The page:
289 threats to journalists’ security in 37 countries were registered in 2022 by the partner organizations of the Council of Europe; this figure is comparable to that registered in 2021, when 282 alerts were documented. The responses from the European Union (EU) member states were insufficient, in only 16% of cases, and only 13 alerts were considered to be “settled” by the end of last year, according to the report by the partner organizations to the Council of Europe Platform to Promote the Protection of Journalism and Safety of Journalists.
The report launched in March by a coalition of 15 NGOs and media associations, emphasizes the fact that 2022 was a year defined by the war, including the war on journalism, and provides the number of media representatives who were killed, attacked, and threatened, while “in Russia, the invasion went hand in hand with a brutal crackdown on independent journalism.”
The data demonstrates that the elements favoring violence against the media are the same: the impact of criminal organizations, corruption, polarization of public perception, populism, and authoritarianism which remains valid in some areas of Europe. A key indicator of insecurity of journalists is a growing number of imprisoned journalists, which is 60% higher than in 2021. Besides, 127 journalists were imprisoned at the end of last year in Europe, according to the study.
The Platform’s partner organizations are dissatisfied with these figures, which, according to them, cast suspicion on the member states’ commitment to seriously comply with their obligations stipulated by the Statute of the Council of Europe and the European Convention on Human Rights.
Impunity for acts of aggression against journalists
According to the report, in 2022, no new impunity alerts for murder cases against journalists were registered. From the total of 85 cases until the end of the year, 35 cases of impunity, including 26 alerts on impunity for murder cases, were listed as active on the Platform.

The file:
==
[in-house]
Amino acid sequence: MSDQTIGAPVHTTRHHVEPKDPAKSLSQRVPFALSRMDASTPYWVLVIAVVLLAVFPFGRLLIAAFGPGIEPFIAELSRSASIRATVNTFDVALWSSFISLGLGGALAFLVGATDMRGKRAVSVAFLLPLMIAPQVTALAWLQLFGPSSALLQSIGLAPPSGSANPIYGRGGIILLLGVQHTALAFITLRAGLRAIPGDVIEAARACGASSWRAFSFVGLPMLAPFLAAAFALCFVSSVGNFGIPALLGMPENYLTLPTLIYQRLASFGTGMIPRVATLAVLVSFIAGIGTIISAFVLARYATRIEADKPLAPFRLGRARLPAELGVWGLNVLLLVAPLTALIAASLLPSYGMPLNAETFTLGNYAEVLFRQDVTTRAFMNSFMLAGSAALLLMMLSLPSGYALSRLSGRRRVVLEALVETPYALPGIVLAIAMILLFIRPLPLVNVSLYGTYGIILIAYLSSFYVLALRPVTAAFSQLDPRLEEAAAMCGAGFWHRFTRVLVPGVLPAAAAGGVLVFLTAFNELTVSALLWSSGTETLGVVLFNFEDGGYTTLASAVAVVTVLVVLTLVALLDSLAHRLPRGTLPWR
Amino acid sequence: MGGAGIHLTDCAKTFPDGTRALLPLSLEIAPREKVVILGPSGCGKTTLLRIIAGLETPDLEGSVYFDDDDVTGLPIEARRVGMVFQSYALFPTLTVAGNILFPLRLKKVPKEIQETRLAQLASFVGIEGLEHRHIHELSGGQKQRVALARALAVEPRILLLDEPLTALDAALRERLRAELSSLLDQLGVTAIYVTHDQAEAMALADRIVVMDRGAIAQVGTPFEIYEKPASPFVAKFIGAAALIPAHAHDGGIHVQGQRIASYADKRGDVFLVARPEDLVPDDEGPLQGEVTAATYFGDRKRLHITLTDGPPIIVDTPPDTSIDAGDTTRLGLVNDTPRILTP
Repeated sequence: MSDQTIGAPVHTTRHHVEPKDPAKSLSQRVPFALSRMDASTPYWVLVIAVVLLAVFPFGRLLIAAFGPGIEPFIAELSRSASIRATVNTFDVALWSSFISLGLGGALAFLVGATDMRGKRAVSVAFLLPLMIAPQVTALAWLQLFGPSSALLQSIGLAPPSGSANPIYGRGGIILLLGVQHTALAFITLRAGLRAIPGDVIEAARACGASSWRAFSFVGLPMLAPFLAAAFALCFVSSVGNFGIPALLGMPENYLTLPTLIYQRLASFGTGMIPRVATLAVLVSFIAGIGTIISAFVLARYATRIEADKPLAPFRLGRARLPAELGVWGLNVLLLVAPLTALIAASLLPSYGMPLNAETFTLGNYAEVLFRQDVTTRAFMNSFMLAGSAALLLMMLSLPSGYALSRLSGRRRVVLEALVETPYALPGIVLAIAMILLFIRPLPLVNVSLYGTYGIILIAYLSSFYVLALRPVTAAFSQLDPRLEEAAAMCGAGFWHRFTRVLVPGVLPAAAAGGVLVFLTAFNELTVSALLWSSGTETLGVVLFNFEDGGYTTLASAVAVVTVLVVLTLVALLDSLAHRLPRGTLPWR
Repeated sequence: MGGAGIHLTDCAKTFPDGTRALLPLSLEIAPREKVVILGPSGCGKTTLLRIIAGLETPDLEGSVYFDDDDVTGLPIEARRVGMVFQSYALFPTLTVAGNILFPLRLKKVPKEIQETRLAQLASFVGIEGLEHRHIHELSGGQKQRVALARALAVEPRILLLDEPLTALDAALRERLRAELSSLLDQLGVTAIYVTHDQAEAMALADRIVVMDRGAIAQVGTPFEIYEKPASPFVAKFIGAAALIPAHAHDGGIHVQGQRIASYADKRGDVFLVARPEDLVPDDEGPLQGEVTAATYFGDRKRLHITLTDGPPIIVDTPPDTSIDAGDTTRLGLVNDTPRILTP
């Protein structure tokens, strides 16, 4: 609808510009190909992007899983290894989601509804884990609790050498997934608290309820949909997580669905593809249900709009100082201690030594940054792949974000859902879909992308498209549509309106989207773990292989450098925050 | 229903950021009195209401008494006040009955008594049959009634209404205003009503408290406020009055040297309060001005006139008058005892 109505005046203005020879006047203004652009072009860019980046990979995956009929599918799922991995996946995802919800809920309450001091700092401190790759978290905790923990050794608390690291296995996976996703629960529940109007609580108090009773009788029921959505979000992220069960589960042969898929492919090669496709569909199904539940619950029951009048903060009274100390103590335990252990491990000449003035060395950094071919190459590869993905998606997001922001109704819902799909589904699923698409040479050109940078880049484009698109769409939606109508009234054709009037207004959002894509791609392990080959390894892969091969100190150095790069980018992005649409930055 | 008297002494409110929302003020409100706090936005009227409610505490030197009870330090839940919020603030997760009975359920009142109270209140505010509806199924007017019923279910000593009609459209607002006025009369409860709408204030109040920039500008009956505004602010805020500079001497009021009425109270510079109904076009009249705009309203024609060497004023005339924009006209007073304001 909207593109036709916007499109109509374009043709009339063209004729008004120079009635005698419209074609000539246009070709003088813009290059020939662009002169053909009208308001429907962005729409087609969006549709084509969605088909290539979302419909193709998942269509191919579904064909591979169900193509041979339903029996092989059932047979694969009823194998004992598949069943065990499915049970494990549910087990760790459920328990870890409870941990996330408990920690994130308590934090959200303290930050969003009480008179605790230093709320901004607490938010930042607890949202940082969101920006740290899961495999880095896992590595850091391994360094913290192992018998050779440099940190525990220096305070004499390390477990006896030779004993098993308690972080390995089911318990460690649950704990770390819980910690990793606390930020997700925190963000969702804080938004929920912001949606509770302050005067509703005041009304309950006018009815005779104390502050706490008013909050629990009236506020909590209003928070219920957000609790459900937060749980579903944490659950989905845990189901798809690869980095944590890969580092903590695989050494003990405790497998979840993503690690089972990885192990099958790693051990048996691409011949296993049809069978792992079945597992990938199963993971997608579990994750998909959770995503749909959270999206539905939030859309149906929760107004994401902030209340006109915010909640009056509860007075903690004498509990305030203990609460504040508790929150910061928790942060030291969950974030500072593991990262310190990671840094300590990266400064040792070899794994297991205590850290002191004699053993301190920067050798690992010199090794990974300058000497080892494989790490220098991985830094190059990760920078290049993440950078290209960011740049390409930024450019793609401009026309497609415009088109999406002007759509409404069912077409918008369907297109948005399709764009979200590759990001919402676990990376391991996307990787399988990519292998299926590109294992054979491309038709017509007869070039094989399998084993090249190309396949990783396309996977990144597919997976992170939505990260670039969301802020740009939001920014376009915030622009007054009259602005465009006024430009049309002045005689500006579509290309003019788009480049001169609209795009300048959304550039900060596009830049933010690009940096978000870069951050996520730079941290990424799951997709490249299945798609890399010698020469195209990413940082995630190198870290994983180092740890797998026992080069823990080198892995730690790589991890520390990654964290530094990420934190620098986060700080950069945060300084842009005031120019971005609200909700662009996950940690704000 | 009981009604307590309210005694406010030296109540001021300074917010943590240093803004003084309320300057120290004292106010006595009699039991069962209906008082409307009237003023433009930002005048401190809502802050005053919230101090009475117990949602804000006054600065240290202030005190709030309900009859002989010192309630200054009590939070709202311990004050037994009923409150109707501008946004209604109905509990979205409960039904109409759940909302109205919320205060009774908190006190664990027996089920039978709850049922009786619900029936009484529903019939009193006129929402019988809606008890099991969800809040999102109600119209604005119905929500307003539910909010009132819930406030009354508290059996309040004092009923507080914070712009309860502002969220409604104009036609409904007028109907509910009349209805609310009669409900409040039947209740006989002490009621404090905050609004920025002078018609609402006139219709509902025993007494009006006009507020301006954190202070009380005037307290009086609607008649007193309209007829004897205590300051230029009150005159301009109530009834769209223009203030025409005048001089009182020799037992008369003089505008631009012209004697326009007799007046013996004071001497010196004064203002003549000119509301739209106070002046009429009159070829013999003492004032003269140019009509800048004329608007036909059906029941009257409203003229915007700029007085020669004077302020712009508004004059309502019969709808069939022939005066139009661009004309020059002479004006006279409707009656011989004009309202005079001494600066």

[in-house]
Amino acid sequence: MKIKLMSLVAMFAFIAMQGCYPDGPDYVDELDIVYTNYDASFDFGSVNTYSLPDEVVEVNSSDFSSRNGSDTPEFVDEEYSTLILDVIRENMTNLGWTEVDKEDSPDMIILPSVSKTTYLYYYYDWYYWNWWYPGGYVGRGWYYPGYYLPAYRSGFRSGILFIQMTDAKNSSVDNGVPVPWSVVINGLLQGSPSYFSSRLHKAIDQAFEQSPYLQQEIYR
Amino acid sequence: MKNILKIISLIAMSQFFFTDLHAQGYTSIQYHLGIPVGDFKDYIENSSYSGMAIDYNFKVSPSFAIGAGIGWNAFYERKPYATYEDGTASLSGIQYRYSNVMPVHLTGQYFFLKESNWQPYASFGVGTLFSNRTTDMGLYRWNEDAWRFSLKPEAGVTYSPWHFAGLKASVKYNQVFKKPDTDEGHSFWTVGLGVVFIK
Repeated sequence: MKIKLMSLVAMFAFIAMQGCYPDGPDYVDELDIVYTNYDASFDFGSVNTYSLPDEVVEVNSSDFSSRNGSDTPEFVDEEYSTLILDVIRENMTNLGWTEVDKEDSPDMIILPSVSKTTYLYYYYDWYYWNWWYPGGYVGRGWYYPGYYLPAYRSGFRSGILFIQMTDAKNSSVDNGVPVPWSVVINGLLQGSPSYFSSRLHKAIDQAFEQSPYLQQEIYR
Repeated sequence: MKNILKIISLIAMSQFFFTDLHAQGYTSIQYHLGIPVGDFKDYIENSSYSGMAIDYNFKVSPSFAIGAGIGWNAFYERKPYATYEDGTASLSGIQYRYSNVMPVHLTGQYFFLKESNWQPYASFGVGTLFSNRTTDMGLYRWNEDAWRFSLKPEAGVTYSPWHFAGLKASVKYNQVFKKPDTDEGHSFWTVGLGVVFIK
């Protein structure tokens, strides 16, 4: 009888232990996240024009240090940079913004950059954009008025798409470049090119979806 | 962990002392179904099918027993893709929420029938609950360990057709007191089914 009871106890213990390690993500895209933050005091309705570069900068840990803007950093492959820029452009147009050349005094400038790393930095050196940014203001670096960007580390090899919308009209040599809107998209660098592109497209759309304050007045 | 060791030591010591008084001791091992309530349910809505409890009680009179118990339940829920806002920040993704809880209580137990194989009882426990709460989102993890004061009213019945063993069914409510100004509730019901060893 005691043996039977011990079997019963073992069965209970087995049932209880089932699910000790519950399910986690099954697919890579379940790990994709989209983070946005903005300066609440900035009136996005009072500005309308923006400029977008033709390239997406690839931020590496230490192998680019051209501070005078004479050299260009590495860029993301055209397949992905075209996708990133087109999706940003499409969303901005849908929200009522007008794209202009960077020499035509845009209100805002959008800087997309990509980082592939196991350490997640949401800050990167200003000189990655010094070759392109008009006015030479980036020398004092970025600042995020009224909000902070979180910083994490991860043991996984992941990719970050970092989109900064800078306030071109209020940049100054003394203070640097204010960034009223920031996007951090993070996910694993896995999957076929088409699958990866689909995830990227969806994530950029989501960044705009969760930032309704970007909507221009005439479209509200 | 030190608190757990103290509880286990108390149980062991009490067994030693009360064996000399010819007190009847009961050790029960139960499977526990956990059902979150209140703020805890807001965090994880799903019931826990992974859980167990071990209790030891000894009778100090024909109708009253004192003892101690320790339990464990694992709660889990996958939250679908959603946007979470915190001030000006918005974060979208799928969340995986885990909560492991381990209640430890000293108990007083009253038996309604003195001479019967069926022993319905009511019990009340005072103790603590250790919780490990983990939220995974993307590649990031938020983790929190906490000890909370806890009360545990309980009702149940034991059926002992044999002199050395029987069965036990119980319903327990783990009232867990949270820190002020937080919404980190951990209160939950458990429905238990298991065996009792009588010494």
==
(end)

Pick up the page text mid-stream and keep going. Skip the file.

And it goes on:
New developments in three cases of impunity for murder were listed (those of Martin O’Hagan, Rafiq Tagi, and Daphne Caruana Galizia), but no alerts were upgraded from the stage of “progress” to “resolved.”
The authors provide an example of the case of assassination of Daphne Caruana Galizia, the most prominent figure of investigative journalism in Malta. On October 16, it was the fifth anniversary of her death. On the eve of this date, the Criminal Court of Malta sentenced brothers Alfred and George Degiorgio to 40 years of imprisonment for their connection to assassination of the journalist. The Platform’s partner organizations welcomed the conviction, but the legal proceedings against the suspected bomb suppliers, as well as the alleged assassins’ paymaster, still remain pending.
In another case, the family of Sunday World journalist Martin O’Hagan assassinated in 2001 took legal action against the Police Service of Northern Ireland (PSNI) and the Ministry of Defense. They demand to conduct an independent inquiry instead of a statutory amnesty which could endanger any remaining investigations of the crime, as there are suspicions that the PSNI neglected the important data provided to them within 48 hours from the moment of the crime.
The Council of Europe Platform to promote the protection of journalism and safety of journalists was founded in 2015 by the Council of Europe in cooperation with the international NGOs active in the sphere of freedom of expression and journalists’ associations. They tend to increase the protection of journalists who are faced with threats and to counter violence against media professionals in Europe, in the context of a continuing decline of freedom of the press across the entire continent.